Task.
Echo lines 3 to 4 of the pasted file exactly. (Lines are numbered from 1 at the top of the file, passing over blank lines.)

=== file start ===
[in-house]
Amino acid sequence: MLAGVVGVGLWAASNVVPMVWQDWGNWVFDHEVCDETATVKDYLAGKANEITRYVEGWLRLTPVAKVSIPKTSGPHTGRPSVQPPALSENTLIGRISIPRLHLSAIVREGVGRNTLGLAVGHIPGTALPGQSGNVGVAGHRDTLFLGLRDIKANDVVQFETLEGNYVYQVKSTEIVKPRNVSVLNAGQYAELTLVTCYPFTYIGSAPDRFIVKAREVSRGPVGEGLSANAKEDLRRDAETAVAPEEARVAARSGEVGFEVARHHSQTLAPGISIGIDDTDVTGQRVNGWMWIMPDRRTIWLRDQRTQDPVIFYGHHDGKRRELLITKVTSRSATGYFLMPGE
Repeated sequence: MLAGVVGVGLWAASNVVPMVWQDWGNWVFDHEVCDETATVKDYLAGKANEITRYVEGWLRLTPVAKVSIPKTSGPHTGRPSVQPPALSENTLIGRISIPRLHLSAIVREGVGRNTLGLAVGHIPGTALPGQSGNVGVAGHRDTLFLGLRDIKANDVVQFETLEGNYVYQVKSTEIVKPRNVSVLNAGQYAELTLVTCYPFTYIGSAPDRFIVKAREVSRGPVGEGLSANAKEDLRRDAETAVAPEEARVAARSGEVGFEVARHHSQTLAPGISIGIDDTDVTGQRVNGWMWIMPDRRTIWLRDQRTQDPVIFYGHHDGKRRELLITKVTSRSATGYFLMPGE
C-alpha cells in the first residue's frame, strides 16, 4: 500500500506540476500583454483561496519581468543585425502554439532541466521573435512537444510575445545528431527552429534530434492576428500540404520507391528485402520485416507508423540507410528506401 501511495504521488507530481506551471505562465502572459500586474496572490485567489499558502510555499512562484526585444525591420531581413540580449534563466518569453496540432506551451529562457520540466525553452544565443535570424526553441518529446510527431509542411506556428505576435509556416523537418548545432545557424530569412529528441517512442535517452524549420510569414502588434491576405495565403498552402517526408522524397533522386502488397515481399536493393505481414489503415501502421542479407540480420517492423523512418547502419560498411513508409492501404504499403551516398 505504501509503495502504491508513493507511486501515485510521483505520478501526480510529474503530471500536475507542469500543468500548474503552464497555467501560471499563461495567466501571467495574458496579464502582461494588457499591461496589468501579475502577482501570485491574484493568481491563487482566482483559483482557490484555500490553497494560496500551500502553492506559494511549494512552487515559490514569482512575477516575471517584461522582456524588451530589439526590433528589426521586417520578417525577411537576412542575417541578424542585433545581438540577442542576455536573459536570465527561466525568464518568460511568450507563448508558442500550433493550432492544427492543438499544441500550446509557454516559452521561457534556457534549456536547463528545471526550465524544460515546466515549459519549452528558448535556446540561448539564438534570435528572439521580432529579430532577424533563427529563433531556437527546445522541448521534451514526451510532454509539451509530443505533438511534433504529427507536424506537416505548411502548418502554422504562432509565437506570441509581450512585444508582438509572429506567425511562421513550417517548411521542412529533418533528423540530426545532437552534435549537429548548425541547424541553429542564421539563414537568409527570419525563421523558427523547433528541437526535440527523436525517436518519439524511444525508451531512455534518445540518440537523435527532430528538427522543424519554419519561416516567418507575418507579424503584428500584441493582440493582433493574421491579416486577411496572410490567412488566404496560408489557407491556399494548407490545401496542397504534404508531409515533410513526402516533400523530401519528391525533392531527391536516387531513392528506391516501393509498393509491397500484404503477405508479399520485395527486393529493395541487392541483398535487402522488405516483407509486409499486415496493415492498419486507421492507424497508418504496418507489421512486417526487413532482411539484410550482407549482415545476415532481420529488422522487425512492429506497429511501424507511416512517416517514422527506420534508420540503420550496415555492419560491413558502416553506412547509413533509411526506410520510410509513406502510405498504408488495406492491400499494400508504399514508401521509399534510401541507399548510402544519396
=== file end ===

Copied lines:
Repeated sequence: MLAGVVGVGLWAASNVVPMVWQDWGNWVFDHEVCDETATVKDYLAGKANEITRYVEGWLRLTPVAKVSIPKTSGPHTGRPSVQPPALSENTLIGRISIPRLHLSAIVREGVGRNTLGLAVGHIPGTALPGQSGNVGVAGHRDTLFLGLRDIKANDVVQFETLEGNYVYQVKSTEIVKPRNVSVLNAGQYAELTLVTCYPFTYIGSAPDRFIVKAREVSRGPVGEGLSANAKEDLRRDAETAVAPEEARVAARSGEVGFEVARHHSQTLAPGISIGIDDTDVTGQRVNGWMWIMPDRRTIWLRDQRTQDPVIFYGHHDGKRRELLITKVTSRSATGYFLMPGE
C-alpha cells in the first residue's frame, strides 16, 4: 500500500506540476500583454483561496519581468543585425502554439532541466521573435512537444510575445545528431527552429534530434492576428500540404520507391528485402520485416507508423540507410528506401 501511495504521488507530481506551471505562465502572459500586474496572490485567489499558502510555499512562484526585444525591420531581413540580449534563466518569453496540432506551451529562457520540466525553452544565443535570424526553441518529446510527431509542411506556428505576435509556416523537418548545432545557424530569412529528441517512442535517452524549420510569414502588434491576405495565403498552402517526408522524397533522386502488397515481399536493393505481414489503415501502421542479407540480420517492423523512418547502419560498411513508409492501404504499403551516398 505504501509503495502504491508513493507511486501515485510521483505520478501526480510529474503530471500536475507542469500543468500548474503552464497555467501560471499563461495567466501571467495574458496579464502582461494588457499591461496589468501579475502577482501570485491574484493568481491563487482566482483559483482557490484555500490553497494560496500551500502553492506559494511549494512552487515559490514569482512575477516575471517584461522582456524588451530589439526590433528589426521586417520578417525577411537576412542575417541578424542585433545581438540577442542576455536573459536570465527561466525568464518568460511568450507563448508558442500550433493550432492544427492543438499544441500550446509557454516559452521561457534556457534549456536547463528545471526550465524544460515546466515549459519549452528558448535556446540561448539564438534570435528572439521580432529579430532577424533563427529563433531556437527546445522541448521534451514526451510532454509539451509530443505533438511534433504529427507536424506537416505548411502548418502554422504562432509565437506570441509581450512585444508582438509572429506567425511562421513550417517548411521542412529533418533528423540530426545532437552534435549537429548548425541547424541553429542564421539563414537568409527570419525563421523558427523547433528541437526535440527523436525517436518519439524511444525508451531512455534518445540518440537523435527532430528538427522543424519554419519561416516567418507575418507579424503584428500584441493582440493582433493574421491579416486577411496572410490567412488566404496560408489557407491556399494548407490545401496542397504534404508531409515533410513526402516533400523530401519528391525533392531527391536516387531513392528506391516501393509498393509491397500484404503477405508479399520485395527486393529493395541487392541483398535487402522488405516483407509486409499486415496493415492498419486507421492507424497508418504496418507489421512486417526487413532482411539484410550482407549482415545476415532481420529488422522487425512492429506497429511501424507511416512517416517514422527506420534508420540503420550496415555492419560491413558502416553506412547509413533509411526506410520510410509513406502510405498504408488495406492491400499494400508504399514508401521509399534510401541507399548510402544519396